Another celebration of the first EDSA revolution, and another debate of whether or not it was really good for us (hint: it was, it really was). While we could beat on that dead horse yet another time, it seems a bit more important to consider the one thing nobody is disputing: how peaceful it was.
The thing with calling EDSA the “bloodless” revolution is that it seems to have given people the wrong ideas. And it doesn’t matter if you’re one of those who think EDSA saved us from impending doom or those that believe EDSA led us straight to it, the reality is, EDSA didn’t fail us, so much as we failed EDSA. The ideals we fought for back then are now ideals we’re actually debating if we deserve. Imagine complaining about having “too much freedom” while actively taking part in the longest-running COVID lockdown in the world.
Ultimately, it’s the fact that EDSA was peaceful yet successful that gave people the wrong ideas, regardless where they fall along the political divide. Wrong ideas, such as…
8. Revolutions are a failure if someone gets hurt.
The Truth: Revolutions are a failure if things don’t change.
Imagine thinking that the French Revolution was a failure because a bunch of aristocrats ended up on the business end of the guillotine. While EDSA was a bloodless revolution for all intents and purposes, it wouldn’t be remotely remarkable if it didn’t work. Had the Marcoses stayed on in power, EDSA’s bloodless claim would have been completely irrelevant.
7. We ignored everyone who wasn’t in EDSA.
The Truth: The EDSA Revolution, despite its name, was a nationwide protest.
People think that EDSA was the height of Imperial Manila’s hubris, dictating upon an entire nation the wishes of only one sector. That could not have been further from the truth. If you’re still doubtful, take a wild guess whose political career was kickstarted after supporting the revolution all the way in Mindanao. Go ahead. Guess.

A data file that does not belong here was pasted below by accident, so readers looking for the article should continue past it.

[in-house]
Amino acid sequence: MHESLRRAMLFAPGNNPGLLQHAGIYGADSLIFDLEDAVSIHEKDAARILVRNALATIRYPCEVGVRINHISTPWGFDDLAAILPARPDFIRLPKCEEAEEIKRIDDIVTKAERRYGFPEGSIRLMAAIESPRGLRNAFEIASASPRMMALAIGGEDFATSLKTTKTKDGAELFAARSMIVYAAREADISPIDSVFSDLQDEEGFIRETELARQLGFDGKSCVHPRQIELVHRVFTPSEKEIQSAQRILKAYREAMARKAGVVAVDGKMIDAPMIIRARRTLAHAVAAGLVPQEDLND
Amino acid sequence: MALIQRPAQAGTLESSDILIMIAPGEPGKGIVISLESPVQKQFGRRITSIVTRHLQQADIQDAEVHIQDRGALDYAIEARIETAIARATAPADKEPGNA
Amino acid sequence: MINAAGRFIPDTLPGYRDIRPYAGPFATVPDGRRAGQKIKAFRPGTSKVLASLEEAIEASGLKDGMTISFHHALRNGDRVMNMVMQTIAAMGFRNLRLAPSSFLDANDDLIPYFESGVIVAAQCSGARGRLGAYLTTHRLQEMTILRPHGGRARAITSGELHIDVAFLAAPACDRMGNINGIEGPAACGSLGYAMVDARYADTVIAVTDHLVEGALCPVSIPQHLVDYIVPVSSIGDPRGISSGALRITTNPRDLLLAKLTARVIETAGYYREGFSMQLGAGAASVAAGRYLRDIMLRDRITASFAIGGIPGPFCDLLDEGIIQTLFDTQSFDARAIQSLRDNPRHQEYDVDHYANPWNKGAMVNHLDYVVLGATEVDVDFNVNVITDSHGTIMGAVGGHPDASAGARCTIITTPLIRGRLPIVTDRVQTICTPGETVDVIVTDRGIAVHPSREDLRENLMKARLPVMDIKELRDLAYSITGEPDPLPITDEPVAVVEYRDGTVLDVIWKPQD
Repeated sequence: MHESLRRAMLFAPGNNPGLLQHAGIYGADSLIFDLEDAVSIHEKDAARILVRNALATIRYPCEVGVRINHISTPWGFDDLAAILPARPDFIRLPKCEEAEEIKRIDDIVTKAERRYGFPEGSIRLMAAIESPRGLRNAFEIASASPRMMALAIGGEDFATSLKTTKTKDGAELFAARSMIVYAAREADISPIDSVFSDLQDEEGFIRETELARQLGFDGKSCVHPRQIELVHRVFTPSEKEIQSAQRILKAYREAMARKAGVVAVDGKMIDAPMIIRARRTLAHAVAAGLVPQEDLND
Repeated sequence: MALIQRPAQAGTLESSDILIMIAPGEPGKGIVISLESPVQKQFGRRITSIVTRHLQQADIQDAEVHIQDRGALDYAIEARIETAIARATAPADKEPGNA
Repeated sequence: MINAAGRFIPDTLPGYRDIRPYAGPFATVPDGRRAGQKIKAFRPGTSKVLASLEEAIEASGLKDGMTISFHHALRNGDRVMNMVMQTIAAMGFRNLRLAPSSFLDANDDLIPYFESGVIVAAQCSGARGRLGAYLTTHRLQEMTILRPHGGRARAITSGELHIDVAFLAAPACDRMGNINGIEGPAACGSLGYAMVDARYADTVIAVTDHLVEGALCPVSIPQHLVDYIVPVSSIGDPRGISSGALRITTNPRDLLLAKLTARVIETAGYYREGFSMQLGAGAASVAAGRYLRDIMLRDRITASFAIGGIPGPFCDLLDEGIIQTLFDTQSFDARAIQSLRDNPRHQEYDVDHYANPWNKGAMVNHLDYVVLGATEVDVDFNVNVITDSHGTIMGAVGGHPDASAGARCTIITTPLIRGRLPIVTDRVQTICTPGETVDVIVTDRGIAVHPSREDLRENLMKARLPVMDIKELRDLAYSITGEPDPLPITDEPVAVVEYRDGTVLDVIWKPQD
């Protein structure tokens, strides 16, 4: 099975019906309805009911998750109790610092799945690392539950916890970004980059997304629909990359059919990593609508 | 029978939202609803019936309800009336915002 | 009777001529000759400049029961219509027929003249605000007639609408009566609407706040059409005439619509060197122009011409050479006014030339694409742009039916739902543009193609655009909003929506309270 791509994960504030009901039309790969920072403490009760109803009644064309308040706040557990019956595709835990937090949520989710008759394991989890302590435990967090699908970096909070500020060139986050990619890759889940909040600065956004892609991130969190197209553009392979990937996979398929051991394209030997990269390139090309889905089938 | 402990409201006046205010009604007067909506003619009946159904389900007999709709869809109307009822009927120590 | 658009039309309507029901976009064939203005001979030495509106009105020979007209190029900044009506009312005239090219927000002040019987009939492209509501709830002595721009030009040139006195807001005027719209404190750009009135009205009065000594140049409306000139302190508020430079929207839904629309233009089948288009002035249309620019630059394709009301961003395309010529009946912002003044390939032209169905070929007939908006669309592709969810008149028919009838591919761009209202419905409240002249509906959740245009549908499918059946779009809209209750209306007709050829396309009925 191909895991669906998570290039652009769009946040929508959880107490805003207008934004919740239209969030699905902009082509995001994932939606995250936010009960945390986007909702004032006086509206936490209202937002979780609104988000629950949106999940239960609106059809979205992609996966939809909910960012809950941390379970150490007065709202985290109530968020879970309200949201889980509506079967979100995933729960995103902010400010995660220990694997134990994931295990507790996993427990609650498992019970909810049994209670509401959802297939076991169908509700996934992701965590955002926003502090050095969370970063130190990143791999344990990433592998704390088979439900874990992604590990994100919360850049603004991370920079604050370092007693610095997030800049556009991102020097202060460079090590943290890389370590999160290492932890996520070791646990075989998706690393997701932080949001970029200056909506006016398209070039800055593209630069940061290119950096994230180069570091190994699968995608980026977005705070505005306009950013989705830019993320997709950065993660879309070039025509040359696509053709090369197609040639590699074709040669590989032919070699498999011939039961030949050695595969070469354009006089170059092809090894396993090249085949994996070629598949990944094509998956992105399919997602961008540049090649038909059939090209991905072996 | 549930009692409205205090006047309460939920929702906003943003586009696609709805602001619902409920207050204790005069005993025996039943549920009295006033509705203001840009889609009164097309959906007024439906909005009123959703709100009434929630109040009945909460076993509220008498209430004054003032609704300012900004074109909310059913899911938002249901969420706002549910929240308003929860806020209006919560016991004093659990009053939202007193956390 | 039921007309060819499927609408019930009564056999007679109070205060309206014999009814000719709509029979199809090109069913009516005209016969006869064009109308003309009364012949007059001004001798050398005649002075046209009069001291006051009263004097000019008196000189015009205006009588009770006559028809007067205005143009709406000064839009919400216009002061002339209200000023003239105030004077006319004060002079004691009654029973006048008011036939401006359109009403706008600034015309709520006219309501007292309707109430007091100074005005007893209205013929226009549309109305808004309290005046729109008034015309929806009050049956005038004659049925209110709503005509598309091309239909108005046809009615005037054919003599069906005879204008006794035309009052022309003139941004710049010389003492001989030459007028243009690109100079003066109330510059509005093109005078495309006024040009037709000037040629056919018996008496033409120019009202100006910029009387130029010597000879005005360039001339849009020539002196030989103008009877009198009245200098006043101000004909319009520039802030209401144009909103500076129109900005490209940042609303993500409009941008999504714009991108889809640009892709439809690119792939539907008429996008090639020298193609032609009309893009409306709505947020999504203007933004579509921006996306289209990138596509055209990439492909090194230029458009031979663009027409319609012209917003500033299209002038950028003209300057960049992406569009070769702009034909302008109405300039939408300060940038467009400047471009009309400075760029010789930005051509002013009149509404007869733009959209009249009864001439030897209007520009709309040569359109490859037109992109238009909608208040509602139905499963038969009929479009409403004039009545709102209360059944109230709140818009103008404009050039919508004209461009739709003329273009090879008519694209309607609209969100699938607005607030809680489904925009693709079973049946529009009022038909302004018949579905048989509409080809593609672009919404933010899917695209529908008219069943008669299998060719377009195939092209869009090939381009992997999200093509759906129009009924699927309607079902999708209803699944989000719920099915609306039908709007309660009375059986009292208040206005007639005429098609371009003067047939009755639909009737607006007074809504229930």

6. EDSA was just a political squabble between two political families.
The Truth: EDSA was a fight for freedom.
A lot of people play the “both sides” card and want to label EDSA as a battle between two oligarchs — the Marcoses vs. the Aquinos. While one could argue that they are nothing but two sides of the same coin, there’s an important distinction to be made between someone whose power went unchecked for over two decades and someone who willingly ended her term after 6 years. That we had to fight for that freedom by staging this revolution is important to this day, because now, even in the middle of all this posturing over changing the constitution and term limits, it’s obvious that people are watching. Closely.
Which is to say that while we aligned with the Aquinos on this one, it does not mean we will nor should we align with them every other time.
5. It was peaceful only because Marcos let it be so.
The Truth: Marcos may have stayed his hand, but that was not an act of kindness. It was an act of fear.
Imagine the walls closing in on you while you’re holding a gun. Sure, you could fire the gun and maybe have the bullet ricochet right in your face, or you could just let it run its course so it’s over and done with. Marcos chose the path of least resistance, and wonder of wonders, because we are a forgetful lot, his family now reaps the benefits of our willingness to forgive and forget.